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Wednesday, May 8, 2013

Failing With Integrity

I heard this phrase a couple of times over the StrongFirst level one course, but it was the last time I heard it that it actually made sense.

The grad workout of the SFG is complex of cleans, presses, and squats, performed with two kettlebells. It is a long workout. I really don't know how long, because I a) couldn't see a clock, and b) was more concerned with keeping myself together than with tracking the time. It was one of those workouts where time mattered at one point, and then stopped mattering because all you could do was focus on moving.

In my final rep through, I got the required number of cleans, but the double press just wasn't happening. My shoulders, abused enough from years of martial arts, simply weren't doing that movement anymore. I tried switching to a see-saw press, got the right arm up, and the left...just wouldn't go.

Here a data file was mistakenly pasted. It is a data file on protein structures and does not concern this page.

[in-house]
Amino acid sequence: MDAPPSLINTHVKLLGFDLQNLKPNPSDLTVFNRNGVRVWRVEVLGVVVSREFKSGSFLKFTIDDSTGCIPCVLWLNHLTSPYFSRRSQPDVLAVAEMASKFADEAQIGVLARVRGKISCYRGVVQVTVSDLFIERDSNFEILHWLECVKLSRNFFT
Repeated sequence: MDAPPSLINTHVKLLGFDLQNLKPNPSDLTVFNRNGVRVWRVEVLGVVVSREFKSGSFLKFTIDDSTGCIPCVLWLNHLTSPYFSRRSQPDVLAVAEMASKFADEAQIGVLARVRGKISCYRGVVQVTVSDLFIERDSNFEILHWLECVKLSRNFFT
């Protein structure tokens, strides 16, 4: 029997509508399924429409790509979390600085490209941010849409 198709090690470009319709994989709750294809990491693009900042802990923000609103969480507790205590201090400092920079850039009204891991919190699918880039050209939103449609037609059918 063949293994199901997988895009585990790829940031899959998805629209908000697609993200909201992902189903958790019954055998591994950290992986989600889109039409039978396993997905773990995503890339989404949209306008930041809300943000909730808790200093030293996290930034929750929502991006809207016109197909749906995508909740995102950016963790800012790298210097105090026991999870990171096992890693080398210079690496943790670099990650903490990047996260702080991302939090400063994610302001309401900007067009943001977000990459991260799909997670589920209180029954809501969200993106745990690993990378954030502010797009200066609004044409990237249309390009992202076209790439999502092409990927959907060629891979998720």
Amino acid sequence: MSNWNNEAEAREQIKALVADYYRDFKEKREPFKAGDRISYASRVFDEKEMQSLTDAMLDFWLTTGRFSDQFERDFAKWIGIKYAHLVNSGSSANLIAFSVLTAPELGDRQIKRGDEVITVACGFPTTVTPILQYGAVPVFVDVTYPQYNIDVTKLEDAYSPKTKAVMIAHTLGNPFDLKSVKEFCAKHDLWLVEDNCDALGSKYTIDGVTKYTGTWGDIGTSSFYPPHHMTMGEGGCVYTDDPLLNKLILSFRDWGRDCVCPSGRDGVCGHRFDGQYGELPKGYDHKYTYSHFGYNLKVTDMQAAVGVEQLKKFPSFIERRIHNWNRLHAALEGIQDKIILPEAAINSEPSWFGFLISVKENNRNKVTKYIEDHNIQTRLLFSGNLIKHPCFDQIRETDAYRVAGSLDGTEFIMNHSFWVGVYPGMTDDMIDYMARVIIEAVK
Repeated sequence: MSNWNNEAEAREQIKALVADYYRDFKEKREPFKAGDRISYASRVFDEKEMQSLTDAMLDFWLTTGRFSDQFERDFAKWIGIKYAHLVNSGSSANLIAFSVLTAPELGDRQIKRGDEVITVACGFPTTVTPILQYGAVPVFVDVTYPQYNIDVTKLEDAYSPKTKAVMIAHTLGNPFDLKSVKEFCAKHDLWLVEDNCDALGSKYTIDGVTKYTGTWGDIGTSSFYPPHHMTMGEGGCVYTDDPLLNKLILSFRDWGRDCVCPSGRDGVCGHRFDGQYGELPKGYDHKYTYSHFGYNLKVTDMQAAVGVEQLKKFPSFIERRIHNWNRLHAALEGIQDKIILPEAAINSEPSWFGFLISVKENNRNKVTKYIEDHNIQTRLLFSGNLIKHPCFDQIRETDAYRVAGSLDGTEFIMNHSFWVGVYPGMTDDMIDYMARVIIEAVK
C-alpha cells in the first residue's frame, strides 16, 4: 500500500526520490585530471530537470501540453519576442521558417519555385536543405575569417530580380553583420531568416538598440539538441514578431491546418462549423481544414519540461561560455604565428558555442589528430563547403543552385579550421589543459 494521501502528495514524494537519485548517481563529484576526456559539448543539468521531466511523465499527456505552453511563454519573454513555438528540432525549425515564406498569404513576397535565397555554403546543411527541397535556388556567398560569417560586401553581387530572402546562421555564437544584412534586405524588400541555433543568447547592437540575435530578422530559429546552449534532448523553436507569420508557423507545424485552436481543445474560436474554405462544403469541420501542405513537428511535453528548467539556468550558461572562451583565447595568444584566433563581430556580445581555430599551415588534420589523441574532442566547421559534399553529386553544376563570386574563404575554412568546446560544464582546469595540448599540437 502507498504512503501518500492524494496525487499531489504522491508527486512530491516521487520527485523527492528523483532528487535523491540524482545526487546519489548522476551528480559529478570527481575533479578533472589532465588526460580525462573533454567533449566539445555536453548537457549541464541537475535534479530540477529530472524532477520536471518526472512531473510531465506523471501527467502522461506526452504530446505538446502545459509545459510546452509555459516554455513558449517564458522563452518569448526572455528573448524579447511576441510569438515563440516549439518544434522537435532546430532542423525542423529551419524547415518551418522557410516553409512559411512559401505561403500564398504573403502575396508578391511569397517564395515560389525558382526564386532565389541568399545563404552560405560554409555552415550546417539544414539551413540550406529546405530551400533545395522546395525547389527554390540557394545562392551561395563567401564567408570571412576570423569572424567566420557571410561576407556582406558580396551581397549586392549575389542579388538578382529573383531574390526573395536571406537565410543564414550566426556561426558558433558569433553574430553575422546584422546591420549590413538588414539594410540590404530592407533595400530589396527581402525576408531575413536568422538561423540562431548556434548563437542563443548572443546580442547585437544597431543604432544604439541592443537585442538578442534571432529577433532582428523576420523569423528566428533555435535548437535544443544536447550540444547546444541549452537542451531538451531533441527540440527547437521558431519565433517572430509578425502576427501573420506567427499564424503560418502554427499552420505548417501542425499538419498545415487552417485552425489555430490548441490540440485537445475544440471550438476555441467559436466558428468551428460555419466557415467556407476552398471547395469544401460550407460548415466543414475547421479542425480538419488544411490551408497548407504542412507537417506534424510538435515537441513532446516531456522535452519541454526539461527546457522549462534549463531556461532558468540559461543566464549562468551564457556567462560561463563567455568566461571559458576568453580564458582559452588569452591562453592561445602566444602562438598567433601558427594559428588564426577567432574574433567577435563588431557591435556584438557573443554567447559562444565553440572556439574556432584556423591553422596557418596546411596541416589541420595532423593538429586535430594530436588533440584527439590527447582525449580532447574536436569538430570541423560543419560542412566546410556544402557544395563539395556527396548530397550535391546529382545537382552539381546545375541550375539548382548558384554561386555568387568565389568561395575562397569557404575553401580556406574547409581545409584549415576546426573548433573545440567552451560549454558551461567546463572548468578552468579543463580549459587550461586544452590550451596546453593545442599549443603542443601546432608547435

I stood there for what felt like forever, trying to make that damn bell move, but it just sort of hung there. Finally, I realized it wasn't going any further up, and let it back down.

My team leader, John Heinz said "that's failed with integrity."

That was when that idea really clicked for me.

Failure, we are sometimes told, is not an option. But, as Seth Godin points out in his manifest Stop Stealing Dreams, if failure is not an option, then neither is success. If you really challenge yourself, whether in strength training, martial arts, or life, there is a chance that you will fail. If you honestly give every bit of energy and effort that you have into the process, and fail at some point that...that is okay. You can learn from that failure and move on.

Failing with integrity is an option. Failing without it shouldn't be.

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